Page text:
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How to make a ward day room a place where patient outcomes are transformed

A nurse explains how she is achieving her vision of combatting deconditioning risk and supporting early discharge  
Occupational therapist Anna Tilney takes tea with a patient, who is dressed in his day clothes

A nurse explains how she is achieving her vision of combatting deconditioning risk and supporting early discharge

Winter presents many challenges to our patients and our acute hospital. As a senior sister and ward manager of a 26-bed mixed acute older people's ward that specialises in dementia care, I need to ensure safe, holistic care for my patients at the point of discharge. There is also a need to discharge patients earlier in the day to release the bed and support patient flow. The Dayroom to Doorstep project was the direct result of balancing these two demands.

The aim of the project was to use the day room as a resource a space to be used to reduce patients'

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A nurse explains how she is achieving her vision of combatting deconditioning risk and supporting early discharge

Occupational therapist Anna Tilney and patient Trevor Wade take tea together in the day room 
Picture:  Stephen Shepherd

Winter presents many challenges to our patients and our acute hospital. As a senior sister and ward manager of a 26-bed mixed acute older people's ward that specialises in dementia care, I need to ensure safe, holistic care for my patients at the point of discharge. There is also a need to discharge patients earlier in the day to release the bed and support patient flow. The Dayroom to Doorstep project was the direct result of balancing these two demands.

The aim of the project was to use the day room as a resource – a space to be used to reduce patients' risk of deconditioning, increase their physical activity levels and boost their mental well-being through participation in timetabled, structured activities and social interaction with staff and other patients. This would have the benefit of supporting early discharge: the day room would be a safe and familiar place from which patients could be discharged and for families to feel confident when collecting loved ones.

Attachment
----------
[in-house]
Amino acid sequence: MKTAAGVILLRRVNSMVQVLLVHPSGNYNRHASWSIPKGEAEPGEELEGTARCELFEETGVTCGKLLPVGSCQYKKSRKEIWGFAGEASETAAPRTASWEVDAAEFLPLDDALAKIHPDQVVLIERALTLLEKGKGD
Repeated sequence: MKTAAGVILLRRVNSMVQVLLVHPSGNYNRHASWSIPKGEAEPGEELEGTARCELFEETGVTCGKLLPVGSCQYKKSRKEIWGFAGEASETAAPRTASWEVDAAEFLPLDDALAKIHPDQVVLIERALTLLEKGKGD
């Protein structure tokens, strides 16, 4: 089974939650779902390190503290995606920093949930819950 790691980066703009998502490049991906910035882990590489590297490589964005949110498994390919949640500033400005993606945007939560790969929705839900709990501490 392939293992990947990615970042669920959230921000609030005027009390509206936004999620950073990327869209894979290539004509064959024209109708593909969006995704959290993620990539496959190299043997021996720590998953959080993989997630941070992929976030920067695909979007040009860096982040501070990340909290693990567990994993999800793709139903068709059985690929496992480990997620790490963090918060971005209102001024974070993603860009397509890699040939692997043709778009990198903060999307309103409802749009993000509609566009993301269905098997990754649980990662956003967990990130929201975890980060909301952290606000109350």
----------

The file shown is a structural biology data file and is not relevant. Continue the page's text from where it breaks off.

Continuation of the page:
Re-engagement with activities of daily living 

The project began in March 2019 following a particularly challenging winter when the day room had been used as part of the trust’s escalation plan to accommodate one extra patient during times of extreme pressure.

I realised that by using the day room in a more SMART (see box) way, the ward would be able to provide holistic care that supported the #end PJ Paralysis campaign, reducing deconditioning in a number of patients. This in turn would support the safe discharge of a greater number of patients, who would have re-engaged with the activities of daily living through their use of the day room.

Physiotherapy assistant Bo Novak helps patient John Nichols get to grips with an audio book  
Picture:  Stephen Shepherd

What does SMART mean?

SMART stands for:

  • Specific Make a clear statement of what you are trying to achieve
  • Measurable Have a numerical target that can be measured
  • Achievable Ensure your goal is realistic and attainable in the time available 
  • Relevant Link the activity to the strategic aims of your organisation and relates to patient outcomes
  • Time-bound Have as a clear time frame 

Source: NHS Improvement